Lifetime achievement award honours farmer who started with just five acres
A long-serving Holstein breeder who began dairying on just five and a half acres more than 60 years ago has been awarded this year’s Holstein UK Lifetime Achievement Award.
Alan Shufflebotham of the Avondale Herd at Childswickham, near Broadway, Worcestershire, was been named the winner of the 2018 award.
Shufflebotham was described by the society’s top brass as a “remarkable ambassador for the breed” as he was given the award at the Holstein UK annual general meeting and celebration in Yorkshire on Wednesday night.
To receive this award the nominee had to have at least 20 years’ service to the breed and be nominated by a member of Holstein UK.
Applications for the award are reviewed the board of trustees for Holstein UK who vote to select the winner each year.
From four cows to more than 200
Alan worked on numerous dairy farms throughout his career before taking tenancy of his first farm in 1955.
This comprised of four Jersey cows and a poultry unit on five and a half acres.
In 1961, he took tenancy of a 172-acre farm in Derbyshire before moving onto a 325-acre farm in Worcestershire in 1965.
Here, Alan built up a 200-pedigree Jersey cow herd and followers.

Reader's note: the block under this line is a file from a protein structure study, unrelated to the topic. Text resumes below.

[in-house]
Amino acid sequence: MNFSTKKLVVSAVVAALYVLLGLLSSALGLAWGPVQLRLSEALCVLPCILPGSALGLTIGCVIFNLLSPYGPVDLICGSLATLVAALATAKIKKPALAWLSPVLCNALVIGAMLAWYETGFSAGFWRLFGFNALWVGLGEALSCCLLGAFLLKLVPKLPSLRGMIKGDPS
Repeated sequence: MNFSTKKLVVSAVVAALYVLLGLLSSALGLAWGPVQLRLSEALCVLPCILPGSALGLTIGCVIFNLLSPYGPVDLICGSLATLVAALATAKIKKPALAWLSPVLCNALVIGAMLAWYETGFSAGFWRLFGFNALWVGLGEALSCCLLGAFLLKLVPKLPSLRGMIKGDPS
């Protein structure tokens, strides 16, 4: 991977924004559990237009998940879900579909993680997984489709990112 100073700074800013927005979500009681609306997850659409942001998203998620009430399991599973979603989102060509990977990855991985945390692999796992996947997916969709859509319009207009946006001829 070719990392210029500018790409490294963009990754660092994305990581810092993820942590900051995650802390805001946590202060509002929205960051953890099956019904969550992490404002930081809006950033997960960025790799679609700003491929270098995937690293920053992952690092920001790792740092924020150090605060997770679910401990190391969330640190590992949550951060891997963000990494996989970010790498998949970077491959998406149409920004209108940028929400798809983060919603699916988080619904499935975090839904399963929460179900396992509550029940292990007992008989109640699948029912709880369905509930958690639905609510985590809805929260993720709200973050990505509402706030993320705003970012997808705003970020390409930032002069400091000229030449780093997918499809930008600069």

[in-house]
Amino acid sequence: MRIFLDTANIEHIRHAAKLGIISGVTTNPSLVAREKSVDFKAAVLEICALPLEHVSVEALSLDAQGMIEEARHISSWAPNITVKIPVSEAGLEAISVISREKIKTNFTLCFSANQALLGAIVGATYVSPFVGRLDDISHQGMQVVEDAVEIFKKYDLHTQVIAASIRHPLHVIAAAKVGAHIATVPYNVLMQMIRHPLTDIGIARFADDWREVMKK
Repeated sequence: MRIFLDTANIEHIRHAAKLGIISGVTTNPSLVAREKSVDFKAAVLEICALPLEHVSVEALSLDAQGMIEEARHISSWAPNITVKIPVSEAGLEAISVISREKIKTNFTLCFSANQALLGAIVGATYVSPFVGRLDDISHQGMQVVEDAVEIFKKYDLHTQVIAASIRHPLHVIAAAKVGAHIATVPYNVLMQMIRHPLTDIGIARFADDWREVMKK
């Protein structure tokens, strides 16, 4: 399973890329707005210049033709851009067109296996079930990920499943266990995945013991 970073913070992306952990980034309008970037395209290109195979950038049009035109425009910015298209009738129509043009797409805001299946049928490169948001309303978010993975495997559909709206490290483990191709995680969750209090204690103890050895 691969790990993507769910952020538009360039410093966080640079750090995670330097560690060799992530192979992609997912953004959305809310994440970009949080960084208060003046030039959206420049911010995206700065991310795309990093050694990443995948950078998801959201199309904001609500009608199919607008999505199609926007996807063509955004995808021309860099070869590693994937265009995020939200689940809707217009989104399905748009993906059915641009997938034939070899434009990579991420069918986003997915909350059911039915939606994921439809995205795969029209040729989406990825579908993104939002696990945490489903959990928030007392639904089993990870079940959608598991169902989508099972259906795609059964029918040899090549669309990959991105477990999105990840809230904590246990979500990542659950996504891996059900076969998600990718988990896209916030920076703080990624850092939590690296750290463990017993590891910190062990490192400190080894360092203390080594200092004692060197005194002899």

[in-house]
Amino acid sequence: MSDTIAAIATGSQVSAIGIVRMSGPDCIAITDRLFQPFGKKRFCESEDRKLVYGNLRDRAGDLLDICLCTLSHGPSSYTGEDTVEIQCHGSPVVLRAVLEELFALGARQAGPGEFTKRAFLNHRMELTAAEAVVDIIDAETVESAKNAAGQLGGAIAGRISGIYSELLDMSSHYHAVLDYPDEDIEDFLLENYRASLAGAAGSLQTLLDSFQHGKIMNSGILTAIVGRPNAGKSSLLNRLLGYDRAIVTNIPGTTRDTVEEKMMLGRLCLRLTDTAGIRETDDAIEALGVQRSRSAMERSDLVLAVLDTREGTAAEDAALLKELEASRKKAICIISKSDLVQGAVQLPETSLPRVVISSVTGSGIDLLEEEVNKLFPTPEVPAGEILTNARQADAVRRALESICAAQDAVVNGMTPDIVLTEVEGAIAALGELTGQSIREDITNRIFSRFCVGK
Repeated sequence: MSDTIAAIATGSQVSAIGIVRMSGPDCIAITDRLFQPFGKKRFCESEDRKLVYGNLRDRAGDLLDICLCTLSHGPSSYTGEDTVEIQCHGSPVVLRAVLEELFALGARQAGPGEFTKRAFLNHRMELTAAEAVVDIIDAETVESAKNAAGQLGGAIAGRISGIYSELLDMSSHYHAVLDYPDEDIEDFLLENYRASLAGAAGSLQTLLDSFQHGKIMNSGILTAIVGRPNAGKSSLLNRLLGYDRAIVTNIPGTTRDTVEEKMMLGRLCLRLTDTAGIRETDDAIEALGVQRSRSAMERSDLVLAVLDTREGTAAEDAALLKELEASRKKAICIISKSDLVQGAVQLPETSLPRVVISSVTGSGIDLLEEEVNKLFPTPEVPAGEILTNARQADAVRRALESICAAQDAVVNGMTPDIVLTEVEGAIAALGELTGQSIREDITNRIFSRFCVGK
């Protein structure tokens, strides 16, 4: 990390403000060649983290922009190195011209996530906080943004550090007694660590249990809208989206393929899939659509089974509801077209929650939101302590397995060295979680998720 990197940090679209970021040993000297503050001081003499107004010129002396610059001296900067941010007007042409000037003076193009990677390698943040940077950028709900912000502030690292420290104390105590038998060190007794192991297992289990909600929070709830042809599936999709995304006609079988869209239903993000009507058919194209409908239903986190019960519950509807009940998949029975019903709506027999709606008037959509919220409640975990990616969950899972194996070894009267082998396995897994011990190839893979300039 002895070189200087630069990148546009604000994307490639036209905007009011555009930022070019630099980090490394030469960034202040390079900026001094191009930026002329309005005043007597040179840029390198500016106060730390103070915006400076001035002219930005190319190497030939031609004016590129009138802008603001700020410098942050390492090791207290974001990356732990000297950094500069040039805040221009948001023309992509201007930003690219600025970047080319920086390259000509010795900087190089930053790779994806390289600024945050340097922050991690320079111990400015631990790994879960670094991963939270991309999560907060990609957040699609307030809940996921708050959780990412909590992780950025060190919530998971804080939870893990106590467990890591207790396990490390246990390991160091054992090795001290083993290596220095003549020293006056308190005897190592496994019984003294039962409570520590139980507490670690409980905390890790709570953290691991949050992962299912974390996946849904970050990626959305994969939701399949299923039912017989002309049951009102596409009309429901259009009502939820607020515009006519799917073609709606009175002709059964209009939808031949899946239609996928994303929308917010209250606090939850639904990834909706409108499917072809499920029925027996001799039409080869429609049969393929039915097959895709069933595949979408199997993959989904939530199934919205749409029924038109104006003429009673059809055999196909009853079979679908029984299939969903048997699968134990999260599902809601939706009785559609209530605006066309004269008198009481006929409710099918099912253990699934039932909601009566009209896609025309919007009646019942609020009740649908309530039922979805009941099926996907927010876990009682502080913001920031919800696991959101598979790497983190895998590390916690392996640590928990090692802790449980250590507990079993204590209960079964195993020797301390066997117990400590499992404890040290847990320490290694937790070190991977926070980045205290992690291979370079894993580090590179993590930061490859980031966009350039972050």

Going black and white
He was unsuccessful in his application for a Nuffield Farming Scholarship to study Holstein cattle and milk production in North America, so instead, he organised his own trip with 14 others.
It was during this time that he became convinced by the superiority of the North America Holstein cow.
After just two years, Alan dispersed the Jersey herd to concentrate on the Holstein breed.
He then joined the Holstein Society and started showing cattle, winning Supreme Champion at both the National Holstein Show and Royal Show.
He was also a founder member of the Midland Holstein Breeders’ Club.
‘Foresight to import from Canada’
Nominator, Mike Miller, past chairman of the West Midland Club, said: “Alan has made an outstanding contribution to the ‘Holsteinisation’ of the black and white breed in the UK through the importation of cattle from Canada.
“He has been fundamental in developing a high-production herd of highly classified cow families and welcoming many visitors.
“Alan is in his 88th year, so it is wonderful to be able to honour him with this prestigious recognition, which he so worthily deserves.
When Alan changed to milking black and white cows, he had the foresight to import pure Holsteins from Canada. He has been a prominent member of the British Holstein Society and a very keen showman.
“He also bred many bulls and together with Don Rowntree set up the Transatlantic Breeders Sale held at Avondale House, which gave breeders the opportunity to purchase Canadian genetics without having to travel.”